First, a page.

Why Theatre?

This is a big crazy question but one that is once again (or perhaps continuously) on peoples' minds: Why do we still need live theater? What is the continued argument for survival for the seemingly continuous fabulous invalid? What are your thoughts about all this, why do you stay in it - and what are your own desires to perhaps try to make an impact in its nature - or do you want to do something completely different? And where would you like it, and yourself to go?

Theater reminds an audience of the things they’ve forgotten, dismissed, or buried or that others have buried for them. It unearths. It brings the conversation you aren’t having with yourself into the room. It’s part of human nature to deny. It’s a survival technique to forget, to put aside for a later time when you can listen to the complications or handle trauma or dissent. Theater is here to be that later time. When it’s really good it eases audience members into the discussion and then keeps them present with that discussion. I think of theater as a seditious act.

 Sometimes the authority it inspires you to rebel against is a government, a despot, or social dictate but often it’s your sense of self; it inspires you to rebel against a simple and obstinate understanding of who you are.  

Ultimately the goal for all theater is to heal. (It’s obnoxious and possibly ignorant of me to assume all theater is about healing but I stand by it…for now.) Sometimes theater heals by causing more pain (like breaking a bone to reset it) and sometimes it does it by filling you with joy. Often, though not enough for my taste, it heals by encouraging an intellectual pursuit or some kind of action from its audience.  

We do seem to lack ritual group gatherings, outside of sporting events or the church. If you’re not into sports or institutionalized religion, you don’t have many options. That’s why repertory and the theatrical serial are exciting to me. Rep and serials are seasons/plays/live experiences that you have to come back to many times to get the full picture. Ritual and community are created as a result of those repeat trips.  I’ve experienced this with the work we’ve done so far on “A 24-Decade History of Popular Music.” Each decade has been it’s own show. Audience members come back to see multiple decades. They end up meeting each other through their shared experiences at the shows. In the process we’ve built and are building a community. We’re using an ephemeral art form to create tangible and deep connections. Eventually I’d like to make this kind of theater under a system like Mixed Blood Theater’s Radical Hospitality program where at least half of the tickets for every performance are free. It’s a great step towards encouraging the theater as an alternative to the more homogenous demanding rituals like sports and institutionalized religion. If price isn’t an option, like it isn’t at church, you go as many times as you want to, you bring others with you, you start to experience the professional theater as your community’s theater (as opposed to community theater).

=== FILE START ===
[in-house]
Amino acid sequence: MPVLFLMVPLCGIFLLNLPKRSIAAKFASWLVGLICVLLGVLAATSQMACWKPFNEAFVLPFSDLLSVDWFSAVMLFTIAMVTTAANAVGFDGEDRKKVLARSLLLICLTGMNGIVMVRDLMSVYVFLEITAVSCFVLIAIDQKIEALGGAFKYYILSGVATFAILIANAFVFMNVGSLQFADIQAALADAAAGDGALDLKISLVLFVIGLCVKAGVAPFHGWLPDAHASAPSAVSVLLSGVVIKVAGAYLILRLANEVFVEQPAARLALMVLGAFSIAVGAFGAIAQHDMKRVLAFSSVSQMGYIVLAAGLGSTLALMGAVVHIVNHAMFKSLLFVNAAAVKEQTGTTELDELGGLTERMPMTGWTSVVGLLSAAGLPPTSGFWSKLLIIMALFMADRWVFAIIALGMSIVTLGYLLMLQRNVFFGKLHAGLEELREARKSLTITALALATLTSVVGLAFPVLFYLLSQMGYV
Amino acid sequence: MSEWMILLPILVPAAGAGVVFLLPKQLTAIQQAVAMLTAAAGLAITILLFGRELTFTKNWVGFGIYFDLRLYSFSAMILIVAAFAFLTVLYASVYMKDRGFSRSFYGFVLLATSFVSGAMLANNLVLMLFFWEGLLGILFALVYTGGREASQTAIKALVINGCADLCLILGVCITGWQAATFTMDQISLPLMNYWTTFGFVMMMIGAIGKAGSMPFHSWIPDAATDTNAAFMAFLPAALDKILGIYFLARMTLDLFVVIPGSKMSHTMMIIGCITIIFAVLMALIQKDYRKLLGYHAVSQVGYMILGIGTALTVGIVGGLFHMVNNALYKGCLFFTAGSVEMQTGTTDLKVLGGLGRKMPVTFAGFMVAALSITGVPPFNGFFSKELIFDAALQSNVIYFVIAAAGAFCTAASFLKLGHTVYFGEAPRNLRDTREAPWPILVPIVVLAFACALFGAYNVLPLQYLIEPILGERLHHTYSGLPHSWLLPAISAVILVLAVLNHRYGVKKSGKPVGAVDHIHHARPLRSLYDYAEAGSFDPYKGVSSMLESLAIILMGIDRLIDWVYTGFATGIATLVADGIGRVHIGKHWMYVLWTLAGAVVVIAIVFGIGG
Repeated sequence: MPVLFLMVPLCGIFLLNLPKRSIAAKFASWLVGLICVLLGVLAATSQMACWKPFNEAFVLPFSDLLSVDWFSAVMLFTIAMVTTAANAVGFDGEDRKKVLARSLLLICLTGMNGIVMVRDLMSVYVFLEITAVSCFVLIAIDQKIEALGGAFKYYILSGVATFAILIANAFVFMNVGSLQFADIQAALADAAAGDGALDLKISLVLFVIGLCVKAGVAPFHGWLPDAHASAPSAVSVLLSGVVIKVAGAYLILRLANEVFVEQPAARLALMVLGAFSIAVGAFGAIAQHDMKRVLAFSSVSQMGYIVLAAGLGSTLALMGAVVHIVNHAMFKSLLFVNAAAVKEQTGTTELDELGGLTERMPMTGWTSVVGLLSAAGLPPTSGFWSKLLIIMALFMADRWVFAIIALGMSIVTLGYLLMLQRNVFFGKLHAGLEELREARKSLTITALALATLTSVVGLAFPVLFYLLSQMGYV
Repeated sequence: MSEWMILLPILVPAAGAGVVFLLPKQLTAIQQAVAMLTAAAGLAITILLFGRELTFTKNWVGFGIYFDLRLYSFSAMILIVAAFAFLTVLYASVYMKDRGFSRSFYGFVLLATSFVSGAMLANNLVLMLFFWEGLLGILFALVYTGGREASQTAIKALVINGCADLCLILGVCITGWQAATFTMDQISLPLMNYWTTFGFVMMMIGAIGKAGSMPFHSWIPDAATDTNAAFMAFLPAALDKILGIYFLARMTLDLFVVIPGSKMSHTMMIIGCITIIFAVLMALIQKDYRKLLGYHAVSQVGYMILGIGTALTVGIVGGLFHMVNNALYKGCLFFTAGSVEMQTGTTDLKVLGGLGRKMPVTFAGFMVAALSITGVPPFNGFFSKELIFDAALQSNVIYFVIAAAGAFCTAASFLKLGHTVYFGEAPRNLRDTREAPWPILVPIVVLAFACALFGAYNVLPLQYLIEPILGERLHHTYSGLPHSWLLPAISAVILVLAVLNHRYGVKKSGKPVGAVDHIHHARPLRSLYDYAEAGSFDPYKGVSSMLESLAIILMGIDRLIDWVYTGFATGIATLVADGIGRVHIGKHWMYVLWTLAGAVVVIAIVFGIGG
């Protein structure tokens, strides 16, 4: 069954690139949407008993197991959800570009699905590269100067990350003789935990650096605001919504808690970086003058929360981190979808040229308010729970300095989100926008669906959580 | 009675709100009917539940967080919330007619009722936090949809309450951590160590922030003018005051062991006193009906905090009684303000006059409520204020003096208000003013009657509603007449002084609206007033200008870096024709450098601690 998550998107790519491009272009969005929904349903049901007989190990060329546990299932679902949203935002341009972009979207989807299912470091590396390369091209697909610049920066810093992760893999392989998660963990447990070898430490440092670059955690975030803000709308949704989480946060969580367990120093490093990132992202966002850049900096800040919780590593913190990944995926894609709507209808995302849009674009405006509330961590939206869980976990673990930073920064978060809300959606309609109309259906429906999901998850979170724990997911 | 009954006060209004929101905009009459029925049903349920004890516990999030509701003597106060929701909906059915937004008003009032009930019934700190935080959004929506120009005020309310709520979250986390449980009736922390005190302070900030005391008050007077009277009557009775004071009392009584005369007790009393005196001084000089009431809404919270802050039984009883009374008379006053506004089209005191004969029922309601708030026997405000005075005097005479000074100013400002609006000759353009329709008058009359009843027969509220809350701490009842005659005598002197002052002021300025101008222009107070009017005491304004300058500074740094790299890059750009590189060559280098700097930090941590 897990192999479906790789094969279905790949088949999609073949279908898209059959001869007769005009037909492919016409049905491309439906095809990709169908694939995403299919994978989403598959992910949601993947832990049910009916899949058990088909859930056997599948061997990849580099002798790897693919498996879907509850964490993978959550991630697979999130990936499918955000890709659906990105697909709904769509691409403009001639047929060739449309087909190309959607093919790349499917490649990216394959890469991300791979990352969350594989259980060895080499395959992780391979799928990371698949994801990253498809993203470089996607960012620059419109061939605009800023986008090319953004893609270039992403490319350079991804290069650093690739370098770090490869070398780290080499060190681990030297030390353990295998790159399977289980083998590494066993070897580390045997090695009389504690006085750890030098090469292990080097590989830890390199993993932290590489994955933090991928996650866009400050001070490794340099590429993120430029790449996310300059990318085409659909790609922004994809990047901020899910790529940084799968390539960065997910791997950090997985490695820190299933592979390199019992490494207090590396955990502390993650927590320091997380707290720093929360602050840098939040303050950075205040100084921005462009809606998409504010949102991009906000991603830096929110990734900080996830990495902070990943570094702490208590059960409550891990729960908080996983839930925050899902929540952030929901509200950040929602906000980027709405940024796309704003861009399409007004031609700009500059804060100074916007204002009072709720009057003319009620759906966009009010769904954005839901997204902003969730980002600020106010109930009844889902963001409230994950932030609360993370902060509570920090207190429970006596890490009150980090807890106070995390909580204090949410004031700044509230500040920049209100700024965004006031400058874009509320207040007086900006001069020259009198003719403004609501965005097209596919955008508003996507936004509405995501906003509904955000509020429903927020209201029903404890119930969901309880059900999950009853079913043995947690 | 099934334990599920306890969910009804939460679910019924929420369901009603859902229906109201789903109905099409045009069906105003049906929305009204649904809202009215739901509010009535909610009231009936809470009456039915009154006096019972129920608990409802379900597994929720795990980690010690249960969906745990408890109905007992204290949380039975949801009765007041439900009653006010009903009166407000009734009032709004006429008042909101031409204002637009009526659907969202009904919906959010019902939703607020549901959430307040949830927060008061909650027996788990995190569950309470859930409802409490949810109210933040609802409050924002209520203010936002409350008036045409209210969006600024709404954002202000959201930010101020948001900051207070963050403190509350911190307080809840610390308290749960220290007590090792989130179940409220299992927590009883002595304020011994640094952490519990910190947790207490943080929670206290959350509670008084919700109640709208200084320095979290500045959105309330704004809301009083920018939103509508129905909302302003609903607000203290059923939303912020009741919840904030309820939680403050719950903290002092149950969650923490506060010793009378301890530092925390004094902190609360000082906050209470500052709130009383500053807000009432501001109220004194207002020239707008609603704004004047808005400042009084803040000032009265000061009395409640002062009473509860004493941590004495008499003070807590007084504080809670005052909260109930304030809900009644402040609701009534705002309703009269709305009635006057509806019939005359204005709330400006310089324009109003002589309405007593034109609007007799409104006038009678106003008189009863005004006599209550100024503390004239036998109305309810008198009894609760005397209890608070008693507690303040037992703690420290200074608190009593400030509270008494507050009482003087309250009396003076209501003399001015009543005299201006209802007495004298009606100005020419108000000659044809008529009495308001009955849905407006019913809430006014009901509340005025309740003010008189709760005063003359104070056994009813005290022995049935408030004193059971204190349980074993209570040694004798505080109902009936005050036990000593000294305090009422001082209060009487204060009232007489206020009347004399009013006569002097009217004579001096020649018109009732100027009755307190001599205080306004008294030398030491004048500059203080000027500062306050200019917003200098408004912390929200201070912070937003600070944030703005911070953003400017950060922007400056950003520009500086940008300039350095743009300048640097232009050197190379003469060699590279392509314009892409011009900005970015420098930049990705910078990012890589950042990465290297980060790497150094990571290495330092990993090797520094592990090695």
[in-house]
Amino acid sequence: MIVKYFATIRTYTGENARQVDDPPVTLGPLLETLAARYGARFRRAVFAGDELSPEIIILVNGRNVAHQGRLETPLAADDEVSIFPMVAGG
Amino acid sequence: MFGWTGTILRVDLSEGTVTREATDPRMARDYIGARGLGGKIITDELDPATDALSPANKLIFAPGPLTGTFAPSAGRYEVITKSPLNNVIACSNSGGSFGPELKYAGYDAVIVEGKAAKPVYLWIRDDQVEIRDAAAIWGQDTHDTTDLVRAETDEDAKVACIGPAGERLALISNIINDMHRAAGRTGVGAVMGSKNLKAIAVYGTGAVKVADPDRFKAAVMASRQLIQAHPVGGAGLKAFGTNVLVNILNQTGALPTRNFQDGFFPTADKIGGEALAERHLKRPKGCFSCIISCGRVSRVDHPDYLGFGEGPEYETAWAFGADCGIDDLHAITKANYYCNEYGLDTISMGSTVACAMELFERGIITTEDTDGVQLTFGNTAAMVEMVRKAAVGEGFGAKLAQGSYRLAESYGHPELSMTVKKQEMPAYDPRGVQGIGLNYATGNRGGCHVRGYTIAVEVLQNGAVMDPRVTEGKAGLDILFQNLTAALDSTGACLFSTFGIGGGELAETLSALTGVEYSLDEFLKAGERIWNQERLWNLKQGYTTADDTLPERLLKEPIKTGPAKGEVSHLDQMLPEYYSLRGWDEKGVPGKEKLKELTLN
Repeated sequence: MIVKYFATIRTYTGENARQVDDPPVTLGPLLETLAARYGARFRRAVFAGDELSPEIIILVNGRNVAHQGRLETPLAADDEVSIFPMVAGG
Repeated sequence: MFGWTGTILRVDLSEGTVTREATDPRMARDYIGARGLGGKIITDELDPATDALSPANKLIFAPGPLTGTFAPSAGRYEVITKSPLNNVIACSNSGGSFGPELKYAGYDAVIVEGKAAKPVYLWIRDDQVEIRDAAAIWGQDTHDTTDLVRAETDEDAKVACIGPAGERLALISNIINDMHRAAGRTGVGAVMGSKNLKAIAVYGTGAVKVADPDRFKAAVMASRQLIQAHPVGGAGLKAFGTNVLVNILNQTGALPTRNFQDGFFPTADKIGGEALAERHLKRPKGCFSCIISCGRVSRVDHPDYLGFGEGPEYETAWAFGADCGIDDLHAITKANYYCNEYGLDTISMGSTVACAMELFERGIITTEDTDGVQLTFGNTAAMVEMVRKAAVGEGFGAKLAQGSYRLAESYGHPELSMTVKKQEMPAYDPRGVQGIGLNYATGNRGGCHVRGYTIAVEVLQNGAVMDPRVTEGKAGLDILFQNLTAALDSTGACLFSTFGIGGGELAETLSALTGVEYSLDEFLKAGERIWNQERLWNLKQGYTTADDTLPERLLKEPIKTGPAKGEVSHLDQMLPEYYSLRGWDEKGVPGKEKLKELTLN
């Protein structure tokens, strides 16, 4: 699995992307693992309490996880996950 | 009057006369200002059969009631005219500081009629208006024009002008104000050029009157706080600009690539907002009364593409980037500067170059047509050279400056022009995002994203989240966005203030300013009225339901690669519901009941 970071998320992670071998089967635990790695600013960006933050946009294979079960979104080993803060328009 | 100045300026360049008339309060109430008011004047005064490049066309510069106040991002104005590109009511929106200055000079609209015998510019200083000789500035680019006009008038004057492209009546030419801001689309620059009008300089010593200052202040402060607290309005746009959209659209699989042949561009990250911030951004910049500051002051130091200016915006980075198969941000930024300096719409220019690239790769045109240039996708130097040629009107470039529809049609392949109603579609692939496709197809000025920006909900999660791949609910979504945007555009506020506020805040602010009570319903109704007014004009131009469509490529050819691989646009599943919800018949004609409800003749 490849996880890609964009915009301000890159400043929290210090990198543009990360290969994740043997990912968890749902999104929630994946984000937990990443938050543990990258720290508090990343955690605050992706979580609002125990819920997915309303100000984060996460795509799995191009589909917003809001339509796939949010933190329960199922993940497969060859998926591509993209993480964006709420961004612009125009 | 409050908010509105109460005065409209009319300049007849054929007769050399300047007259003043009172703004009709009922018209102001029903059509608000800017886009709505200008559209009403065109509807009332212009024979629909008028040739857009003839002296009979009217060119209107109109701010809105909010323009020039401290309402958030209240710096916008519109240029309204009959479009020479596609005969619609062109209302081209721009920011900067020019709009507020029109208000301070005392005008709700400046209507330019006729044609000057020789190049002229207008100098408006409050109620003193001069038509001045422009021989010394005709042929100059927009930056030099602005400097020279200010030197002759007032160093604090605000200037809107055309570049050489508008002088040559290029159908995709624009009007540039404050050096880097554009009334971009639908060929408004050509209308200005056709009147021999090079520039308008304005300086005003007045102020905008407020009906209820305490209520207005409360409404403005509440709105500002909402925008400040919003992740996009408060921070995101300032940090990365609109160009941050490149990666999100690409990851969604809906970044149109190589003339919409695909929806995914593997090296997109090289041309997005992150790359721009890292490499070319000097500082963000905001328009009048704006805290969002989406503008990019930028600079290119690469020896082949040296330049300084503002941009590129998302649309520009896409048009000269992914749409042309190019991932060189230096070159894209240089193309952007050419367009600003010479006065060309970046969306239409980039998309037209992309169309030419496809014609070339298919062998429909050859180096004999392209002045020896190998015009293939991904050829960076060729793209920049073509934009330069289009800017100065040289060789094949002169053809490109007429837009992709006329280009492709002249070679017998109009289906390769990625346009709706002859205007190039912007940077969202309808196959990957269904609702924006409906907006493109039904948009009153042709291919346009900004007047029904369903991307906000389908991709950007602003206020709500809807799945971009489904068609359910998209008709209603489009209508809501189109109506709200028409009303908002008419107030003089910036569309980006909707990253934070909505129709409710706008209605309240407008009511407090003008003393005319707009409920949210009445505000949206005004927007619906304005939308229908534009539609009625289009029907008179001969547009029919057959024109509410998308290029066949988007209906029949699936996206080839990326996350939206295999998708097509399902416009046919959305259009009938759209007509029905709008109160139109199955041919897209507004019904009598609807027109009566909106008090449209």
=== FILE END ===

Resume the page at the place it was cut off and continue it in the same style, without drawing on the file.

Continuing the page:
What excites me about theater is that it makes use of the things we don’t want to confront. It makes use of the things we dismiss. It finds interest in the discarded.  I think we all feel discarded at times, so an art form that is interested in what’s discarded and making that of use to a people is a good form to dedicate one’s life to. In this way I feel theater is useful and I am of use as a theater artist. It’s the only reason I’m still doing it. 


Mac performs a scene with an audience member from the Mikado at Joe's Pub, NYC, 2011
Costume by Machine Dazzle, scripted text by W.S. Gilbert.
Photo by: Ian Douglas